Kansas City, Mo. - From Michael Kors, to Nike, to Victoria's Secret, department stores continue to close in the Country Club Plaza, over the past year.
However, it isn't just the city's famed shopping district that continues to lose retailers -- often national chains. A number of department stores have been closing across the Kansas City area. Many of these now-shuttered stores were once major tenants for shopping centers and malls around the metro.
So, why do department stores continue to close their doors in Kansas City? As this article points out, this retail phenomenon is really something that's going on everywhere.
1. The growth of shopping online
The growth of eCommerce has probably brought about the most significant changes to the retail industry, which is often referred to as the Amazon Effect.
And retailers in the Kansas City area are dealing with these same profound changes.
According to Investopedia, as more consumers shop online, fewer consumers are shopping in stores, especially the big department stores, including the ones in shopping malls. The loss of revenue has forced tens of thousands of stores to go out of business nationwide.
Unfortunately, for many of Kansas Citys department stores, as online shopping continues to become more popular with shoppers, it will be even harder for them to compete and stay in business.
In fact, Sears was unable to compete and eventually was forced into bankruptcy and eventually closed its last traditional store in Kansas City back in 2019.
JCPenny has been closing stores in the metro over the past few years. And there is only one remaining Macy's left in Kansas City.
2. The rise of discount retailers
It isn't just online shopping that's hurting department stores locally and nationwide.
Why have discount retailers become so popular?
Because they are often able to sell the same name brand clothing found in department stores for less money. How are they able to do that?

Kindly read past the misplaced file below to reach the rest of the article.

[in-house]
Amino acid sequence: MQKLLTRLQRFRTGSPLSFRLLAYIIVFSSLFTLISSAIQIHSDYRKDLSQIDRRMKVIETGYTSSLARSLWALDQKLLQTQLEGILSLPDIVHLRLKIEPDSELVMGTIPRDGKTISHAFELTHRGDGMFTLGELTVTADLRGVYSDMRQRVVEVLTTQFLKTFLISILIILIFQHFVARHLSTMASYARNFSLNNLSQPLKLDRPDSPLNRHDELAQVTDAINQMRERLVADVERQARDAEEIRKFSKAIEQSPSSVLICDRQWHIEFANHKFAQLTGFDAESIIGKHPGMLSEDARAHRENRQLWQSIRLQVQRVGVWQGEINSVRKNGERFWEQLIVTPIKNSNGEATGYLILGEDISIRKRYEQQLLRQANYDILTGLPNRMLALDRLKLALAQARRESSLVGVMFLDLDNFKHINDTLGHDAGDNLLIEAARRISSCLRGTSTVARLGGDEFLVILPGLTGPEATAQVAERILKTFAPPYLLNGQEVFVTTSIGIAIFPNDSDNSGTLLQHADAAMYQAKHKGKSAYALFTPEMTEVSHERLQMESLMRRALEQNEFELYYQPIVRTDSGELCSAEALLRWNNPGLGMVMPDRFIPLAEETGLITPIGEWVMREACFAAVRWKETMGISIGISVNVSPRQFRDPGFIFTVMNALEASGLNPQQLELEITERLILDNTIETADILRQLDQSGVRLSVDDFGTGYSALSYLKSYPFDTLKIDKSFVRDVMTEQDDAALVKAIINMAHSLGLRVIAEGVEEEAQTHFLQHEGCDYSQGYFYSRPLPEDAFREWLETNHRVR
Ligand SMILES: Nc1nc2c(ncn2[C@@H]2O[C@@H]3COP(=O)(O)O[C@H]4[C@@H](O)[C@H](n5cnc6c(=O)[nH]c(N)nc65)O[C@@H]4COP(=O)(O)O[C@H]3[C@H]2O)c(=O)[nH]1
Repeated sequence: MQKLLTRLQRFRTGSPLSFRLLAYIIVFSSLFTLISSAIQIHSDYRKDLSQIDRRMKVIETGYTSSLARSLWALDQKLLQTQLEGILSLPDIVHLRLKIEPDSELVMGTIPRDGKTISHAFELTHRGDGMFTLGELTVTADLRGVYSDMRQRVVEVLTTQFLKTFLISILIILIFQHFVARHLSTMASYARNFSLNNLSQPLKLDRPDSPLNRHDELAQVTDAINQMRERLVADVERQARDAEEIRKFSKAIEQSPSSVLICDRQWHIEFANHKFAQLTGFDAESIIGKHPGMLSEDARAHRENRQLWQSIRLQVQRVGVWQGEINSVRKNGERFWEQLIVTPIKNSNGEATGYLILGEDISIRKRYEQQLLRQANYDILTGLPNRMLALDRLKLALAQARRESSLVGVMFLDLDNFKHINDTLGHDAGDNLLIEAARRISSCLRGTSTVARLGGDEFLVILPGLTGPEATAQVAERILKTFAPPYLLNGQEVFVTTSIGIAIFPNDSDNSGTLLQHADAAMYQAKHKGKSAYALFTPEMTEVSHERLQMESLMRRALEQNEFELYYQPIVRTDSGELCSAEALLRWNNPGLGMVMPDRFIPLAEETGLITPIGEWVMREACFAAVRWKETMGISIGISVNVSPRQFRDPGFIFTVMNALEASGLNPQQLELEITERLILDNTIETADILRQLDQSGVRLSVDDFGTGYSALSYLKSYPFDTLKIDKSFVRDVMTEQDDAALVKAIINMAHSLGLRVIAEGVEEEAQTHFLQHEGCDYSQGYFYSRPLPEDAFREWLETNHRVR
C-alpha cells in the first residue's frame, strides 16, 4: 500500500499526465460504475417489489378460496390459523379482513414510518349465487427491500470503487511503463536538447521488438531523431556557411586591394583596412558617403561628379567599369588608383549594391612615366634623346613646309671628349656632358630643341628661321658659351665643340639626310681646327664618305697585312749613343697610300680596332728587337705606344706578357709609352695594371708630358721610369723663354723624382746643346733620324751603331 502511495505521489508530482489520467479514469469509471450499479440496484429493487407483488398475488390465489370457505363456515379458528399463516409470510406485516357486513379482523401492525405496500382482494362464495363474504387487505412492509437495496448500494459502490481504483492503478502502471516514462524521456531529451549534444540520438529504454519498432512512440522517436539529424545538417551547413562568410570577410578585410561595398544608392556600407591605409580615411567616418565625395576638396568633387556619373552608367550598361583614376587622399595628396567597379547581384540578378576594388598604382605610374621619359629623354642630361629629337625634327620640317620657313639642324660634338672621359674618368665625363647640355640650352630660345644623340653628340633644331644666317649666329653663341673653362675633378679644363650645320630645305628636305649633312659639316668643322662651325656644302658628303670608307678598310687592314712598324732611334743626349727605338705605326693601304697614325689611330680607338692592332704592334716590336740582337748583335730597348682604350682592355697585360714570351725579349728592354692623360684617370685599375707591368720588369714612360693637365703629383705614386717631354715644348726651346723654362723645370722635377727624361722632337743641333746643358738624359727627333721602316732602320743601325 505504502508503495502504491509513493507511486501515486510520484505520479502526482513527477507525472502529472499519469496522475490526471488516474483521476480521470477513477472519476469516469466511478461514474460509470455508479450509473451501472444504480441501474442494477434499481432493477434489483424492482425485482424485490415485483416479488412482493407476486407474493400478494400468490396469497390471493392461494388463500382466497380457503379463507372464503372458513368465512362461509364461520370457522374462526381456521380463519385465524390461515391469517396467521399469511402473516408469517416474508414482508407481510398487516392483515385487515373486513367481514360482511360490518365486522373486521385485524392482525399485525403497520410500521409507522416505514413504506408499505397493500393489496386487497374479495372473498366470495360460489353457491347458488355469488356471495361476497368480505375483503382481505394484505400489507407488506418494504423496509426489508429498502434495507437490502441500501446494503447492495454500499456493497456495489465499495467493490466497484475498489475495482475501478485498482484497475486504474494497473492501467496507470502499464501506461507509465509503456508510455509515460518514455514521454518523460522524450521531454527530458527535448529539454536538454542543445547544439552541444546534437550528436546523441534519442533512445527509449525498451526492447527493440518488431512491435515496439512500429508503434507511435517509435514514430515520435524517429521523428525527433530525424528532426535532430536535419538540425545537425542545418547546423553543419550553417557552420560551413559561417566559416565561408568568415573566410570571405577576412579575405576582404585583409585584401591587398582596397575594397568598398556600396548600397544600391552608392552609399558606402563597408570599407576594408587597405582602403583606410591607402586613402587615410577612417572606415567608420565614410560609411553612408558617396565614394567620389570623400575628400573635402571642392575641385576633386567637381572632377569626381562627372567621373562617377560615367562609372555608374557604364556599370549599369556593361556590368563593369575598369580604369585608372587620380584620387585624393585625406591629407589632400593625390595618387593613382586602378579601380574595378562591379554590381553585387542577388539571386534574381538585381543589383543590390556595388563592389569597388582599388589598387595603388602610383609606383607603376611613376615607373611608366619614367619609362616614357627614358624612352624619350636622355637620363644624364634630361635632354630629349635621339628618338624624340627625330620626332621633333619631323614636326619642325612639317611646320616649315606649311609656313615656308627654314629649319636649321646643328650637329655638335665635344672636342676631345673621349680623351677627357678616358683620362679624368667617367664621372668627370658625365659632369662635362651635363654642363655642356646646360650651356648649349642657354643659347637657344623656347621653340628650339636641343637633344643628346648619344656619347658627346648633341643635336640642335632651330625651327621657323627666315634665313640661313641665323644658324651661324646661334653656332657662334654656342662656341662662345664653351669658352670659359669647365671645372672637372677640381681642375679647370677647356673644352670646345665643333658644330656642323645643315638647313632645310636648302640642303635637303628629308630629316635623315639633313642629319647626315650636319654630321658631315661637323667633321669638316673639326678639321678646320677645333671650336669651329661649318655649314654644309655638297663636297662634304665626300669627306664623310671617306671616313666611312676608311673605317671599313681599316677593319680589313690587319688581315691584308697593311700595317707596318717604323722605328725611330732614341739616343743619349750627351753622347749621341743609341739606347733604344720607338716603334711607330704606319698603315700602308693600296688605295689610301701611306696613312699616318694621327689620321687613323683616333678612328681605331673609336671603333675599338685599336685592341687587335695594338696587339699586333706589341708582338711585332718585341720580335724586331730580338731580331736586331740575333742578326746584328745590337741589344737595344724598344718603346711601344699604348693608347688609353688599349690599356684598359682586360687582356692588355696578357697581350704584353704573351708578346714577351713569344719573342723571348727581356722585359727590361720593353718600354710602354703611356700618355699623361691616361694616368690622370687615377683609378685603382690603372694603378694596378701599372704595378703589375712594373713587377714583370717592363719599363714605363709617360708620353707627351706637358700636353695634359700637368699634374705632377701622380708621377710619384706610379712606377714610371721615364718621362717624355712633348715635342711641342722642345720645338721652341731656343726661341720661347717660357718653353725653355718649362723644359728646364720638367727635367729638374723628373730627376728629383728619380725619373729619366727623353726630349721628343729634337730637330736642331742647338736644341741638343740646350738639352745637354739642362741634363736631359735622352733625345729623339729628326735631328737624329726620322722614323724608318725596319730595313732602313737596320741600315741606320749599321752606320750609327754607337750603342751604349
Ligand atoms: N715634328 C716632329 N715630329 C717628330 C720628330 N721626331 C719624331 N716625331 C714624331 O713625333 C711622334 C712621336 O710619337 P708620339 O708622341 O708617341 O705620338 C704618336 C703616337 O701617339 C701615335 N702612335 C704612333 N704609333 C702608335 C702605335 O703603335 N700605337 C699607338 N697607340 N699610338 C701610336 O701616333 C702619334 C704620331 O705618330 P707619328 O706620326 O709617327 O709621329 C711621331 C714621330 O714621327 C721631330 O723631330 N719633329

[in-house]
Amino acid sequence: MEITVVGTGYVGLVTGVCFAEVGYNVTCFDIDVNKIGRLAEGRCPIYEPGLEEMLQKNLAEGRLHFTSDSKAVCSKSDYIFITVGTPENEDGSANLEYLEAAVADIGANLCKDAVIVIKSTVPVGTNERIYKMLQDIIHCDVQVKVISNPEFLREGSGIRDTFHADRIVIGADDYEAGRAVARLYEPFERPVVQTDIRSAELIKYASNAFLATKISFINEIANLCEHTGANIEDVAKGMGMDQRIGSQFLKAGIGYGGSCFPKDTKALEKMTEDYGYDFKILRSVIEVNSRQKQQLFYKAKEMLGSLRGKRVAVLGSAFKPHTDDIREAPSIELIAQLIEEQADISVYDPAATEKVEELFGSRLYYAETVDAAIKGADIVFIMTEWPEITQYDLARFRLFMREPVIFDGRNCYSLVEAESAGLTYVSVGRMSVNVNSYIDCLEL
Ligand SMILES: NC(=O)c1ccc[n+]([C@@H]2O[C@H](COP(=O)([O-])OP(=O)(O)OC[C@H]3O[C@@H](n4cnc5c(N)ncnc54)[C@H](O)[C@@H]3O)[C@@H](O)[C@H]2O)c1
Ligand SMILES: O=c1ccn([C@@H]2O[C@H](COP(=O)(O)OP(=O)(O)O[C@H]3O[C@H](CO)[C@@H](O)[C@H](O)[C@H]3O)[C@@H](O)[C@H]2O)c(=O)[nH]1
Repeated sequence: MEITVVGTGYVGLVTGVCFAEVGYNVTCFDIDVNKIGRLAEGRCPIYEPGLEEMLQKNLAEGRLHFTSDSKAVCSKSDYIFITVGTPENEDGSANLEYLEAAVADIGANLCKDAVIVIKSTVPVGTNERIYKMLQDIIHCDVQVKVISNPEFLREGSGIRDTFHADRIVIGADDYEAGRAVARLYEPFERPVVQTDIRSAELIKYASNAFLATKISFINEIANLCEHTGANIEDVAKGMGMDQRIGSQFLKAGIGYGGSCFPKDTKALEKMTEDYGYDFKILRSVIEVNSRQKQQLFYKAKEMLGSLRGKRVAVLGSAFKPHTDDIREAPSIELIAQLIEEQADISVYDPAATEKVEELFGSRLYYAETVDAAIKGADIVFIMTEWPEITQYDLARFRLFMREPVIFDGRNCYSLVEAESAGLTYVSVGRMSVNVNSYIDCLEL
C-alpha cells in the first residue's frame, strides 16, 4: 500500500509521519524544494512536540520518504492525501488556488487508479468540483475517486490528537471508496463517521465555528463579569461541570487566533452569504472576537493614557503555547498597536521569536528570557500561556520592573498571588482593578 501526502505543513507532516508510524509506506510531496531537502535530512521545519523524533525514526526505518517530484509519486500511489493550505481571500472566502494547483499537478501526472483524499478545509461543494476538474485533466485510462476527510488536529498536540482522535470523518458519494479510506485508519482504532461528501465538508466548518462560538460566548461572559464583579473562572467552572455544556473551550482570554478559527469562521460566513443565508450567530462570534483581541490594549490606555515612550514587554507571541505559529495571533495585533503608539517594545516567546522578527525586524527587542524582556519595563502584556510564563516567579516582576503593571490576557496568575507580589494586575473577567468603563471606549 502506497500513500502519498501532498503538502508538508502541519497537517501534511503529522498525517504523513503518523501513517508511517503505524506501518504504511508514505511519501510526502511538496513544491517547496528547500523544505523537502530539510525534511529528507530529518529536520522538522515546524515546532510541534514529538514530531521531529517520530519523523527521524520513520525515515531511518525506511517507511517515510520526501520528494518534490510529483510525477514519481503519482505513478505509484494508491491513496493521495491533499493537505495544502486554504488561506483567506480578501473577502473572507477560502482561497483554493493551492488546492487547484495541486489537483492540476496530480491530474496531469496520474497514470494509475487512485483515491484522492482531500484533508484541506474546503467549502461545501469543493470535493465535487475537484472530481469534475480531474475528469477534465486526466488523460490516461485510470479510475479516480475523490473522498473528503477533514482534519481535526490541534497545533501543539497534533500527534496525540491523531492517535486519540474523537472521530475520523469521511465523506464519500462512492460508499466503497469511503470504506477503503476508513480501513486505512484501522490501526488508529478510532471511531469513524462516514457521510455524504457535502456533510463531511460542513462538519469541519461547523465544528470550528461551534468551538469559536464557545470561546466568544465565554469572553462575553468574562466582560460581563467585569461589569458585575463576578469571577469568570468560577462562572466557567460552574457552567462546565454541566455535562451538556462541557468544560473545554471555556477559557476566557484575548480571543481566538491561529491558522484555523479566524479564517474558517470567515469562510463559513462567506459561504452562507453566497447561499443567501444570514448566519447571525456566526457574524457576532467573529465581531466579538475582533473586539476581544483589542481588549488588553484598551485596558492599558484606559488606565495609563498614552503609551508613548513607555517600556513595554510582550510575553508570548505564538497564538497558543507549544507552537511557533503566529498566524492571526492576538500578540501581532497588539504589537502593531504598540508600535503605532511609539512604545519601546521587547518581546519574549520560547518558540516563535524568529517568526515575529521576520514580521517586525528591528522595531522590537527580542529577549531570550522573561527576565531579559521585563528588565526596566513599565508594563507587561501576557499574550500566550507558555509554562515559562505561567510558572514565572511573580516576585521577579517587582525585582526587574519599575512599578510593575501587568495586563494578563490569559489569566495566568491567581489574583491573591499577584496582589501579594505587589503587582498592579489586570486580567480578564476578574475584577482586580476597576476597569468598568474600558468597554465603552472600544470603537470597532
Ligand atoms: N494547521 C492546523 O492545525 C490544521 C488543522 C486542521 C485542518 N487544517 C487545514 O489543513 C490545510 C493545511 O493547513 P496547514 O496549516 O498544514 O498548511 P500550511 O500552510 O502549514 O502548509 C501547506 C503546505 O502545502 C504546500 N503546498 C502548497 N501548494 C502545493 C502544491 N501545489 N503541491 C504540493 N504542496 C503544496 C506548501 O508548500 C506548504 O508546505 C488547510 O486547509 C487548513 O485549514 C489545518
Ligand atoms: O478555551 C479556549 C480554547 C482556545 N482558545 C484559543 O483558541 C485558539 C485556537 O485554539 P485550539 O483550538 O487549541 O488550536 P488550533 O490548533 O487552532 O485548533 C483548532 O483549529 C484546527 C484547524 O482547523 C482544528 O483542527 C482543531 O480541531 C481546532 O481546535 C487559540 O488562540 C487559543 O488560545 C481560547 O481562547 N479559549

According to Business Insider, discount retailers have less overhead than department stores, so they can pass the savings onto their customers.
3. The fact that younger shoppers tend to avoid department stores
According to Quartz, young people aren't hanging out in malls like previous generations did when they were young. That means a lot of young people aren't shopping and spending their money in department stores.
And that national trend seems to be holding up in Kansas City as well.
Since department stores struggle to attract younger shoppers, it has become much tougher for them to stay in business.
4. Big stores cost more to run
As mentioned, large department stores tend to have a lot of overhead, which makes them expensive businesses to operate. And since these stores are no longer getting the amount of shoppers that they once did, it makes them less profitable.
That's why many anchor stores in the Country Club Plaza, as well as in shopping centers across the Kansas City metro continue to close their doors.
5. Dead inventory cuts into profitability
When a retailer can't sell all of its inventory, the unsold merchandise is referred to as dead inventory.
How do department stores eventually get rid of all the inventory that they can't sell? Oftentimes, they have no choice but to slash prices in order to entice shoppers to buy their remaining merchandise. The downside of cutting prices is that retailers end up making less money, and sometimes even taking big losses.
After a while, those losses pile up, until a store, like Sears, goes bankrupt.
6. Increase in Budget-Minded Shoppers
According to a story on retail from PR Newswire, an increasing number of shoppers are becoming more motivated to find savings when they shop. That means even older shoppers who traditionally shopped at department stores in Kansas City are abandoning them for more affordable options like discount retailers and e-commerce sites.
In short, the phenomenon of department stores closing their doors in Kansas City is not a local one. Instead, it's part of a national and even global trend that's created a lot of upheaval for traditional retailers, especially department stores.